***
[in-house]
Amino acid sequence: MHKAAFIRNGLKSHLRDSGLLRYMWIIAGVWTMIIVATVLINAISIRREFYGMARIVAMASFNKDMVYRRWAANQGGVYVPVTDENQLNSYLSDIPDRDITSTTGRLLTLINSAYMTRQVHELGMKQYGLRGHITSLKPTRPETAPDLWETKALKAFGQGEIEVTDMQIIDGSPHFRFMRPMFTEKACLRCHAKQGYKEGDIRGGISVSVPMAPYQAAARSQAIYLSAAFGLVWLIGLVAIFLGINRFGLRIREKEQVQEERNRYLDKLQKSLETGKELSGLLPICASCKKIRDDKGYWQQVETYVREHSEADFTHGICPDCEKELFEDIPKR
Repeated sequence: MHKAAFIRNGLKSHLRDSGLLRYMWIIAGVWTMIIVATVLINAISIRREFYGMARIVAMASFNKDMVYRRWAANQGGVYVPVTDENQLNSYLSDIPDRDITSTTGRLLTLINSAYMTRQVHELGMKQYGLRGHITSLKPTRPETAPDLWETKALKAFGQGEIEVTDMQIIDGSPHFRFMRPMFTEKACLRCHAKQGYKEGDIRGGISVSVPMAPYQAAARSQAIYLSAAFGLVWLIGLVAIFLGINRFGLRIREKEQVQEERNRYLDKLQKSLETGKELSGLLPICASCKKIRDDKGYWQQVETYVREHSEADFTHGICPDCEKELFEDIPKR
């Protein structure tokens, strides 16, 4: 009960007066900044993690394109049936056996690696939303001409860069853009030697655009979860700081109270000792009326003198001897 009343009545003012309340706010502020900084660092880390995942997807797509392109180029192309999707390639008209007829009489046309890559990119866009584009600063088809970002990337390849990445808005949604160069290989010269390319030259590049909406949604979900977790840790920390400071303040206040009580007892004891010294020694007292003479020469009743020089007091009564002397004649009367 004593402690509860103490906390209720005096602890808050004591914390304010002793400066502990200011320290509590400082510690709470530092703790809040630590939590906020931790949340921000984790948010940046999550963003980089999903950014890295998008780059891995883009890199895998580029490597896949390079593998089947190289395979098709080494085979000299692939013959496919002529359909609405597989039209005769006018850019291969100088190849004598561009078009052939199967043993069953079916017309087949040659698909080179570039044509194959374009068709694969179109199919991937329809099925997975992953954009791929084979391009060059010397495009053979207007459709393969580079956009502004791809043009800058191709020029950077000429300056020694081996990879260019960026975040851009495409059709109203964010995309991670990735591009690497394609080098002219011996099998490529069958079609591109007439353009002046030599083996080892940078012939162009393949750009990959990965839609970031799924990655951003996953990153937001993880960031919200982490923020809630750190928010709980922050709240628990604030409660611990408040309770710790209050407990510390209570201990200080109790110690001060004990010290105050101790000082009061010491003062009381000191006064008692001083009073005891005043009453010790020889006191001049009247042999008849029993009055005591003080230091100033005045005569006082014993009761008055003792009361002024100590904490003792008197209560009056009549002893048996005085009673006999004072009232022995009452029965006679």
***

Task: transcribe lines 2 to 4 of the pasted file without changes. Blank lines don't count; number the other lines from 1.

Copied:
Amino acid sequence: MHKAAFIRNGLKSHLRDSGLLRYMWIIAGVWTMIIVATVLINAISIRREFYGMARIVAMASFNKDMVYRRWAANQGGVYVPVTDENQLNSYLSDIPDRDITSTTGRLLTLINSAYMTRQVHELGMKQYGLRGHITSLKPTRPETAPDLWETKALKAFGQGEIEVTDMQIIDGSPHFRFMRPMFTEKACLRCHAKQGYKEGDIRGGISVSVPMAPYQAAARSQAIYLSAAFGLVWLIGLVAIFLGINRFGLRIREKEQVQEERNRYLDKLQKSLETGKELSGLLPICASCKKIRDDKGYWQQVETYVREHSEADFTHGICPDCEKELFEDIPKR
Repeated sequence: MHKAAFIRNGLKSHLRDSGLLRYMWIIAGVWTMIIVATVLINAISIRREFYGMARIVAMASFNKDMVYRRWAANQGGVYVPVTDENQLNSYLSDIPDRDITSTTGRLLTLINSAYMTRQVHELGMKQYGLRGHITSLKPTRPETAPDLWETKALKAFGQGEIEVTDMQIIDGSPHFRFMRPMFTEKACLRCHAKQGYKEGDIRGGISVSVPMAPYQAAARSQAIYLSAAFGLVWLIGLVAIFLGINRFGLRIREKEQVQEERNRYLDKLQKSLETGKELSGLLPICASCKKIRDDKGYWQQVETYVREHSEADFTHGICPDCEKELFEDIPKR
């Protein structure tokens, strides 16, 4: 009960007066900044993690394109049936056996690696939303001409860069853009030697655009979860700081109270000792009326003198001897 009343009545003012309340706010502020900084660092880390995942997807797509392109180029192309999707390639008209007829009489046309890559990119866009584009600063088809970002990337390849990445808005949604160069290989010269390319030259590049909406949604979900977790840790920390400071303040206040009580007892004891010294020694007292003479020469009743020089007091009564002397004649009367 004593402690509860103490906390209720005096602890808050004591914390304010002793400066502990200011320290509590400082510690709470530092703790809040630590939590906020931790949340921000984790948010940046999550963003980089999903950014890295998008780059891995883009890199895998580029490597896949390079593998089947190289395979098709080494085979000299692939013959496919002529359909609405597989039209005769006018850019291969100088190849004598561009078009052939199967043993069953079916017309087949040659698909080179570039044509194959374009068709694969179109199919991937329809099925997975992953954009791929084979391009060059010397495009053979207007459709393969580079956009502004791809043009800058191709020029950077000429300056020694081996990879260019960026975040851009495409059709109203964010995309991670990735591009690497394609080098002219011996099998490529069958079609591109007439353009002046030599083996080892940078012939162009393949750009990959990965839609970031799924990655951003996953990153937001993880960031919200982490923020809630750190928010709980922050709240628990604030409660611990408040309770710790209050407990510390209570201990200080109790110690001060004990010290105050101790000082009061010491003062009381000191006064008692001083009073005891005043009453010790020889006191001049009247042999008849029993009055005591003080230091100033005045005569006082014993009761008055003792009361002024100590904490003792008197209560009056009549002893048996005085009673006999004072009232022995009452029965006679």